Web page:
Military budget exposes Democrats
The Democrats, although they want to use impeachment to defeat Trump, have jumped right in behind the Republicans to support U.S. militarism. A recent example was their almost unanimous support for the new Pentagon budget, which passed the House for a whopping $738 billion earlier this month — at the same time a presidential edict is about to kick nearly a million people, many children and seniors, off food stamps and into devastating hunger.
One of the few Democrats who opposed this giveaway to the military-industrial complex, Rep. Rashida Tlaib of Michigan — who is one of the “Squad” — said why she voted against raising this budget by $131 billion over two years: “I cannot support a bill that provides $738 billion for wars and defense contractors while this year we provided only $190 billion in discretionary funding for health care, education, and workforce development.”
Rep. Tlaib went on to criticize the U.S.-funded war against Yemen, maintenance of the prison at Guantanamo, the new planned Space Force and new nuclear weapons provided in the bill.
Mobilizing to defeat these programs would be a big step forward in holding U.S. imperialism accountable.
A truly progressive future
Thousands of people all over the country demonstrated on Dec. 17 in dozens of cities supporting the impeachment process. At other times during the past three years, these or similar forces protested in the millions against the president’s misogyny, expressed solidarity with migrants or defended the environment.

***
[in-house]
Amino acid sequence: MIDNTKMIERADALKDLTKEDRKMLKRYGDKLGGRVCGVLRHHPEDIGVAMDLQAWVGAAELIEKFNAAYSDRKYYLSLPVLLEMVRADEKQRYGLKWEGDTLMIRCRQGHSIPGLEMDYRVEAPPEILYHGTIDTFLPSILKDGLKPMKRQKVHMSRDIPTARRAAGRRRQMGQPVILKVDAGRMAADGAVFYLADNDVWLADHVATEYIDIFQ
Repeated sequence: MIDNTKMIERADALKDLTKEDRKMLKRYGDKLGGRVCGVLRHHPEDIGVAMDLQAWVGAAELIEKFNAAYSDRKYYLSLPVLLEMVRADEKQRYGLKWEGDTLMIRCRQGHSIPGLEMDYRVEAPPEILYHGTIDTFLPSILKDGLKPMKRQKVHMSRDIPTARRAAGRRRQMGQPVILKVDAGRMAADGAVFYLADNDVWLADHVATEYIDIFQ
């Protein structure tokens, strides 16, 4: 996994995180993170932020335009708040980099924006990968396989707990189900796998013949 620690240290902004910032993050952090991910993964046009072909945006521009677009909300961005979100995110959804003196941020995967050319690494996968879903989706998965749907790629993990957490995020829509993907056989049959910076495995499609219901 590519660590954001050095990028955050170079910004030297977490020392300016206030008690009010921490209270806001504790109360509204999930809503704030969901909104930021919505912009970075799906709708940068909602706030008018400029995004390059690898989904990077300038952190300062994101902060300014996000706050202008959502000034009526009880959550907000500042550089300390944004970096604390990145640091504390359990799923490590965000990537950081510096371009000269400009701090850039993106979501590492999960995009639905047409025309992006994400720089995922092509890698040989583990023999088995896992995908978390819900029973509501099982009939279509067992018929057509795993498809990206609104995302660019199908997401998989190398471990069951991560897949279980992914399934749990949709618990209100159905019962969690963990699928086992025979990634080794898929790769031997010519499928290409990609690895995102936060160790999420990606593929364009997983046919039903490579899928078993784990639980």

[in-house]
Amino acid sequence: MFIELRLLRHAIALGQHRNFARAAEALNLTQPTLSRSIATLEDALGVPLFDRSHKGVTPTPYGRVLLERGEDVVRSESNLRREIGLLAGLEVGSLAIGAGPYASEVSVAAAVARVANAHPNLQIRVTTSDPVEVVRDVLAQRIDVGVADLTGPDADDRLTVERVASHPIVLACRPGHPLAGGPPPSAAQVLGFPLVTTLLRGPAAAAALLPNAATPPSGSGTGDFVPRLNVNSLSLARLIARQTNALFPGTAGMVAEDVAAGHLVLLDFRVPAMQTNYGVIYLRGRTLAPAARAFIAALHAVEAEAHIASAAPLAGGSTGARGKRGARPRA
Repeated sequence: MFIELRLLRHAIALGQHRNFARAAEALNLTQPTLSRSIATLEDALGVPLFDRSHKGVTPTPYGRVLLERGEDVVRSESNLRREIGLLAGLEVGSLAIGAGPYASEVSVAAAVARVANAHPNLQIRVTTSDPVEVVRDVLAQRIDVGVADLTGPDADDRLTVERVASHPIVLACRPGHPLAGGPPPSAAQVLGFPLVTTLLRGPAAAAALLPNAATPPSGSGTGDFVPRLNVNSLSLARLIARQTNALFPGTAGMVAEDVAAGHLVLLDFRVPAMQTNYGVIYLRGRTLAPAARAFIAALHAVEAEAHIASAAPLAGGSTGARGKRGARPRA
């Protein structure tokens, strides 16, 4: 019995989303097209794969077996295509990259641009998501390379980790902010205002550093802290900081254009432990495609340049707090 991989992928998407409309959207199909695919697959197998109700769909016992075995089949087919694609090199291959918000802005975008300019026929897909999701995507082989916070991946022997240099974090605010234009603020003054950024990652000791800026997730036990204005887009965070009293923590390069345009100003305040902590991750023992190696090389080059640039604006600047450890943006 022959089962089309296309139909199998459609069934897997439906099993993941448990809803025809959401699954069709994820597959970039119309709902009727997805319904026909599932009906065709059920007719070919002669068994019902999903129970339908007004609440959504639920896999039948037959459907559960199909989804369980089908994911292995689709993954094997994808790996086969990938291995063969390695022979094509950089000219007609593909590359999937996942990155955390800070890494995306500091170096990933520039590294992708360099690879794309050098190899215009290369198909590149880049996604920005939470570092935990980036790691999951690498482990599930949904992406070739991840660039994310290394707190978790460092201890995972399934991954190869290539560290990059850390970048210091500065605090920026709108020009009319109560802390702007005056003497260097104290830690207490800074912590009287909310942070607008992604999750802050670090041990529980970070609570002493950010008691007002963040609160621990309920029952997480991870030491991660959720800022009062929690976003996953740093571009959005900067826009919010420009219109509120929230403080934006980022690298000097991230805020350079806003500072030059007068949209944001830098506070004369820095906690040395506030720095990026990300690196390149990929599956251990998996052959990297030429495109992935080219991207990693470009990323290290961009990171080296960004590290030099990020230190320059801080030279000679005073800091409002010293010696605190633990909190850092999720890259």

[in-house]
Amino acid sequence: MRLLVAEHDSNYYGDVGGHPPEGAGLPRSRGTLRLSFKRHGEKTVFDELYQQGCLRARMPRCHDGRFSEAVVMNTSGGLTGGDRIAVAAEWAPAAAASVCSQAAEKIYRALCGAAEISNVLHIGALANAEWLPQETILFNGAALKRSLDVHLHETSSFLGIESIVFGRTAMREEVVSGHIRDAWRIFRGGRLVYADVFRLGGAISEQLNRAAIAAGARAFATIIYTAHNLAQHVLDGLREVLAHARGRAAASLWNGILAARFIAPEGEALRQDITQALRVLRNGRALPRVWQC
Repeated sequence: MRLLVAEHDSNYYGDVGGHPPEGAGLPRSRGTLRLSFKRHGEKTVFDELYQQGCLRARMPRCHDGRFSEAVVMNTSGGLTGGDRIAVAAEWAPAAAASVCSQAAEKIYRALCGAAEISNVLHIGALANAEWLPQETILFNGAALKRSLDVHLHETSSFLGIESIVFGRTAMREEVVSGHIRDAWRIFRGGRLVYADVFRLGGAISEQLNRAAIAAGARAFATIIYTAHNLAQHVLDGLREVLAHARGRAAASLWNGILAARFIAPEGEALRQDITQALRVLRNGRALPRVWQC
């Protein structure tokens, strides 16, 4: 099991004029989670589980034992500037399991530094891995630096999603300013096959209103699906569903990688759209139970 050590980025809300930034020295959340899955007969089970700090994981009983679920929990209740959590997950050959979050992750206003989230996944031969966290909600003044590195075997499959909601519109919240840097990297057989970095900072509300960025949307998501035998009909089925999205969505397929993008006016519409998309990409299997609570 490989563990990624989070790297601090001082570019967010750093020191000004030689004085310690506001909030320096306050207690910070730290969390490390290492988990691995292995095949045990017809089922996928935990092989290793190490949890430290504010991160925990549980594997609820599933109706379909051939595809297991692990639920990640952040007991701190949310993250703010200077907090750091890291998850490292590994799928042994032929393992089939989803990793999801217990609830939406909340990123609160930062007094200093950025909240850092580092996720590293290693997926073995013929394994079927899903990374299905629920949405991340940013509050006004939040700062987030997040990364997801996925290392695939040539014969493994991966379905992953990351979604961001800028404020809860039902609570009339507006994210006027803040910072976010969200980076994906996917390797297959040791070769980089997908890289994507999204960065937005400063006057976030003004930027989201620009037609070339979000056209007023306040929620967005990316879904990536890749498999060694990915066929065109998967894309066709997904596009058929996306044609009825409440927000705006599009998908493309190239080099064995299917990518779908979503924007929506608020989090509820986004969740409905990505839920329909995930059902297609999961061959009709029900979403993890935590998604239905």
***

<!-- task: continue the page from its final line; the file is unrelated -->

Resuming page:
It is reasonable that all these people would like to see the president removed, even if it means replacing him with an equally reactionary Mike Pence. But even if the president’s removal by the Senate were likely, the Democratic Party strategy does not lead to a truly progressive future.
This has been a decade of massive protest in the U.S. against the president’s agenda of hatred. There have been protests by people with disabilities for health care; protests for workers rights — from education to fast food workers — interlinked with protests against sexual abuse and for women’s liberation; protests for basic rights for LGBTQ2+ people; protests against racism, mass incarceration and killings by police; protest for migrants and against im/migrant concentration camps; protests against climate crisis and mobilizations by Indigenous peoples to protect the Earth. Millions have turned out in the streets and have shouted out for justice.
The impeachment process is proceeding through the mire of capitalist legalistic procedure. But people’s outrage generated by this president offers a chance for these many varied movements to interlink and use their power to forge a progressive path to the future.
The history of struggle teaches that representatives of the capitalist state — police or congresspeople or judges or presidents — do not create a just or a livable world.
Only the people in struggle will create a future in which we can live and flourish.